Practical implications

The case illustrates the difficult line to be drawn in employment law between enforcement of immigration restrictions on the one hand, and avoiding discrimination on the other. Ikon’s shortcut, in only asking those born outside the EC to produce documents, may have saved them paperwork, but at the cost of defending a race discrimination case. Moreover, it would not necessarily have prevented illegal employment. Birth in the UK (or in other EC countries) does not necessarily confer any right to live or work here. The safest course is that recommended by the Code of Practice; to impose the same requirements on all applicants.

Do You Need To Know…?

Rolled up Holiday Pay

The legality of ‘rolled up’ pay rates - where an element of holiday pay is included in the hourly rate - has still not been finally resolved. In England, the Court of Appeal has ruled that holiday pay included in the hourly rate is compatible with the right to paid leave, providing the contract expressly allocates a specific proportion of the hourly rate to holidays. In Scotland, the Court of Session has ruled the opposite: holiday pay must be paid at the time the holiday is taken, and the employer cannot claim credit for holiday pay paid earlier as part of the hourly rate. The issue has been referred to the European Court with a request that the case be heard as soon as possible. Pinsents is acting for one of the employers involved in this case and we will keep you informed of developments.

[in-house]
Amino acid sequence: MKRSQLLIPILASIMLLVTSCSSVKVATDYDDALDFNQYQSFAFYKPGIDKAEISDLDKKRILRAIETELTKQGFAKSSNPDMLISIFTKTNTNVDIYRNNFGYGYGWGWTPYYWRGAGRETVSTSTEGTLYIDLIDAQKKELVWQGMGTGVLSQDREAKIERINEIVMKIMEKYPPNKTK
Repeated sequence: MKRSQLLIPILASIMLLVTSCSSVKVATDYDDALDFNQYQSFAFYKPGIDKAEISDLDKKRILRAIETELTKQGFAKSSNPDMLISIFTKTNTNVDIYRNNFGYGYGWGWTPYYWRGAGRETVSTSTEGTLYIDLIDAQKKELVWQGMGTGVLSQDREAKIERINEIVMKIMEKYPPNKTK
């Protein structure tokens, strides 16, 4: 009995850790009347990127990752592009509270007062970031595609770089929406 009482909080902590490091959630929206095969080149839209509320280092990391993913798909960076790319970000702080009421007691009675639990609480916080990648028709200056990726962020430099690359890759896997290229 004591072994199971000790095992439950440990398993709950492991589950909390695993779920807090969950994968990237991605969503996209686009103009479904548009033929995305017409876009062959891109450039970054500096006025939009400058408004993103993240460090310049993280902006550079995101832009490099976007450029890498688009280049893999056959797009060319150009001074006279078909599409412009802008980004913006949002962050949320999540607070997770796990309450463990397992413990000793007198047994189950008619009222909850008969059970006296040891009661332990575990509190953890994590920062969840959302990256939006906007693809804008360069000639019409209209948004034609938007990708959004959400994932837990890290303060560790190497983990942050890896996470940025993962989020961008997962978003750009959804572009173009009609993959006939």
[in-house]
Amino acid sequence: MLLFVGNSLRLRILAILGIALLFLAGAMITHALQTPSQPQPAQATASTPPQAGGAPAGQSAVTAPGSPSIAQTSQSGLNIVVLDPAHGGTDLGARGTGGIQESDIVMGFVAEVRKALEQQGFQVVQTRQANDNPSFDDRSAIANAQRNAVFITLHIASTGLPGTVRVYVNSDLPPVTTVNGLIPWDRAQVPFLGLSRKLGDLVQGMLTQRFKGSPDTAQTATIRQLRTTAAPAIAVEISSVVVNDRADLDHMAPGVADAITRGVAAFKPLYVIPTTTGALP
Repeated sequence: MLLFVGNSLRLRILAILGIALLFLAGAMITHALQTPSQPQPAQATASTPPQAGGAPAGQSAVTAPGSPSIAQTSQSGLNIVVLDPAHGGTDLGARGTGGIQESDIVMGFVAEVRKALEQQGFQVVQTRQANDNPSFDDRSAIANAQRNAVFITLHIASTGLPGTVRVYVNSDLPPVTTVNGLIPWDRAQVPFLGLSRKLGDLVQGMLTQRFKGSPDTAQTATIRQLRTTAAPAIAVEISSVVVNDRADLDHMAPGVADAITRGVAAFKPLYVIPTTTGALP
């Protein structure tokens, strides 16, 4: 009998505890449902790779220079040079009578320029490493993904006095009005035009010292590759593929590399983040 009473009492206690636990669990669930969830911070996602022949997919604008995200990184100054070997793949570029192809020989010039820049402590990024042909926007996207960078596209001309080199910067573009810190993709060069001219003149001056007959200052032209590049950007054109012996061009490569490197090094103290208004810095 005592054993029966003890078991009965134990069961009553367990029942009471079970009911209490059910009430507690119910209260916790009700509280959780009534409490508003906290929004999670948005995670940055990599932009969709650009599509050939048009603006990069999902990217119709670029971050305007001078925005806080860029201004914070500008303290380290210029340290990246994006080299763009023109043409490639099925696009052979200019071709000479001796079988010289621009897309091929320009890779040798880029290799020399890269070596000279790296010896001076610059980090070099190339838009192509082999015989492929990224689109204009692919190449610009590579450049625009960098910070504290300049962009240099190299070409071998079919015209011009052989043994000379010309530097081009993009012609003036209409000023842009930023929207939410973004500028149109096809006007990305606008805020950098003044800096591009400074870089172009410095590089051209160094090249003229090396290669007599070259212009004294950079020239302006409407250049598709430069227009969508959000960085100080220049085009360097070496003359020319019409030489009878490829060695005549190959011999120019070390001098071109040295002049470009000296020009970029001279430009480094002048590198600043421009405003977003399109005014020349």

Pay Increases and Maternity Pay

The formula in the SMP Regulations for calculating the earnings related element of maternity pay is retrospective: 9/10ths of normal weekly earnings in the 8 weeks before the 14th week before the expected week of childbirth. What happens if a pay rise is subsequently given during maternity leave? We know that SMP must reflect any pay rise which is backdated to the calculation period. Now the ECJ has ruled that SMP must also take account of any other pay rises during maternity leave - even if not backdated. The SMP Regulations will have to be amended, but the decision has immediate effect, and could open the door to retrospective claims. In the meantime, maternity pay should be increased in line with any pay awards.

New ACAS Code and Guidance

The revised ACAS Code on Disciplinary and Grievance Procedures has now been published, and, subject to parliamentary approval, comes into force on 1st October 2004. The new Code has been extensively revised to take account of the new statutory dispute resolution procedures (which also take effect on 1 October 2004), and is a useful introduction to how they will work in practice. ACAS have also reissued their Guidance Booklet on Redundancy Handling: see

Cases referred to in this update:

Crossley v Faithful & Gould Holdings Ltd [2004] IRLR 377; Lennon v Commissioner of Police of the Metropolis [2004] IRLR 385; Olatokun v Ikon Office Solutions EAT/0074/04; Caulfield v Marshalls Clay Products ltd [2004] IRLR 564; Alabaster v Woolwich plc [2004] IRLR 486.

The content of this article is intended to provide a general guide to the subject matter. Specialist advice should be sought about your specific circumstances.